0.0

0.4

0.8

Under the crisis period (Figure 2) there are minor differences in the grouped indices. In this period Philippines change their position in comparison with previous case but positions obtained from both approaches differs between themselves . Philippines is grouped as an Asian market but rather isolated, in the second case Philippines is close to Indonesia and Malaysia markets. The other differences are observed in the European cluster. For example in the case of the copula model, Russia is isolated European market, whereas it is clustered with emerging markets in case of mGARCH model. The Italian and Finnish markets have different positions in the case of the copula model and DCC-GARCH model approaches. Under the post-crisis period (Figure 3) further minor differences are observed. Mexico became more isolated market in the case of multivariate GARCH model considering, whereas it is closed to Canadian market considering switching regime model. The other minor difference concerns position of South Korea and Taiwan markets. Clustering studies in sub-periods implies the fact that in each sub-period clear major clusters are present: American markets, European markets and Asian markets. The clustering changes that occur over time take place within these major clusters.

Chile Mexico USA_DJIA USA_NASDAQ Canada Brazil Argentine Greece Austria Norway UK Italy Switzerland Finland Brussels Spain Germany Netherlands France Turkey Russia Czech_Republic Poland Hungary Thailand China India Indonesia Malaysia Philippines Japan Australia Hong_Kong Singapore South_Korea Taiwan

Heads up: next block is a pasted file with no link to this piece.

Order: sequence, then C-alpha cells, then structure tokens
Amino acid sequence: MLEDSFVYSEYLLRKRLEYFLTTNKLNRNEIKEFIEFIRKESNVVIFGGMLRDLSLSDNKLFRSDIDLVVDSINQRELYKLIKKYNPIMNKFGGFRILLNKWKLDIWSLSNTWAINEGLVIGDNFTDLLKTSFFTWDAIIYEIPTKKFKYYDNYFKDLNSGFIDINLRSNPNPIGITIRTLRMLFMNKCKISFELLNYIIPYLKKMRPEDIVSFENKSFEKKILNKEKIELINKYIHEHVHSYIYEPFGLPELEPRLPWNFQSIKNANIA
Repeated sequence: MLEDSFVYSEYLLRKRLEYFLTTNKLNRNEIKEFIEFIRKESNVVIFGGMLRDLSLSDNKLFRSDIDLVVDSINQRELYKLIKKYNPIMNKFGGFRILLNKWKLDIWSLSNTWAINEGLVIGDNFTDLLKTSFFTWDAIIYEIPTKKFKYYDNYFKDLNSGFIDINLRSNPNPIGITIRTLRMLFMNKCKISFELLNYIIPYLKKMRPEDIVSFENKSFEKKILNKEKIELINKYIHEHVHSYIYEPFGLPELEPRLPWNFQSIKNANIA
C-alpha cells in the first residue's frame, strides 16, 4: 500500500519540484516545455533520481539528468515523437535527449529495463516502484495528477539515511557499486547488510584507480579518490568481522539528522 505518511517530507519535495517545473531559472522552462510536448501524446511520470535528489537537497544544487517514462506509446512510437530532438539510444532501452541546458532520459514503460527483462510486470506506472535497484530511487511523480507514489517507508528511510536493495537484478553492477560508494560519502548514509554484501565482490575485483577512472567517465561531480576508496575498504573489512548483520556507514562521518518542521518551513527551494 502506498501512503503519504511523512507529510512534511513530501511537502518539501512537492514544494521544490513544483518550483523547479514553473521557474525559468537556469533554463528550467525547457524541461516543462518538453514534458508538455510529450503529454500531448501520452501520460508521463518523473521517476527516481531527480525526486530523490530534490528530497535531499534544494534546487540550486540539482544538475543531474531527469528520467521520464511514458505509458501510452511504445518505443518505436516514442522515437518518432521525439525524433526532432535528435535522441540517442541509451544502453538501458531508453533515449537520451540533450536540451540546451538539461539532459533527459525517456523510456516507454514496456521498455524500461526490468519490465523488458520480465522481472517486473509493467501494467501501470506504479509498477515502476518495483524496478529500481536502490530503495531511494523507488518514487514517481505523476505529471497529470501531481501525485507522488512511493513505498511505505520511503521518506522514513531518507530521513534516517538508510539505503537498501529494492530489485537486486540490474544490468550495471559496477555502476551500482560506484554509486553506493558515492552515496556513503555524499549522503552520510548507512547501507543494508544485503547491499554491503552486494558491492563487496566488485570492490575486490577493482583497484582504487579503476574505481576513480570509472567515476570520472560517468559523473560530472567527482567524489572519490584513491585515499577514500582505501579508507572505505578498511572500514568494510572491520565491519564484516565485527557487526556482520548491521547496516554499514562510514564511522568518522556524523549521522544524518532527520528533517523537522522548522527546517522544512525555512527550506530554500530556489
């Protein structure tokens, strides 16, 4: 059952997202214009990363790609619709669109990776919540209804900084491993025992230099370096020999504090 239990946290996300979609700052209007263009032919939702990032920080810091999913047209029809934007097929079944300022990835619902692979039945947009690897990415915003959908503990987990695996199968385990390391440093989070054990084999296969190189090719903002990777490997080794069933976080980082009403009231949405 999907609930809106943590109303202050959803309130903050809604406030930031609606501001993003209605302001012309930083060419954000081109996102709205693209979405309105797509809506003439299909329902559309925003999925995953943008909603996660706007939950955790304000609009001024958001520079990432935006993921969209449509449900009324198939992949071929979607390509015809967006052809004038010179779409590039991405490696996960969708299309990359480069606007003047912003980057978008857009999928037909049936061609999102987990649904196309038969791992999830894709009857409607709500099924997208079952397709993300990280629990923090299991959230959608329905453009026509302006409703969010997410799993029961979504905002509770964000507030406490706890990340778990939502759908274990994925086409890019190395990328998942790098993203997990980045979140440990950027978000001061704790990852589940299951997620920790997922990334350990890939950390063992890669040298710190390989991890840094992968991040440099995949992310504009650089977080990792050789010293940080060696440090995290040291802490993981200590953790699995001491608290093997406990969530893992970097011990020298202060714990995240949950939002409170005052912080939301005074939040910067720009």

0.0

Greece Switzerland UK Italy Norway Austria Finland Spain Brussels Germany Netherlands France Turkey Russia Czech_Republic Poland Hungary Chile USA_DJIA USA_NASDAQ Brazil Argentine Mexico Canada Thailand China India Indonesia Malaysia Hong_Kong Singapore Philippines Japan Australia South_Korea Taiwan

0.0

0.4

0.4

0.8

0.8

Figure 2. The dendrogram for the period of the crisis (July 2007 to December 2008) based on regime switching copula model (left) and DCC model (right)

Figure 3. The dendrogram for the post-crisis period (December 2008 to April 2012) based on regime switching copula model (left) and DCC model (right)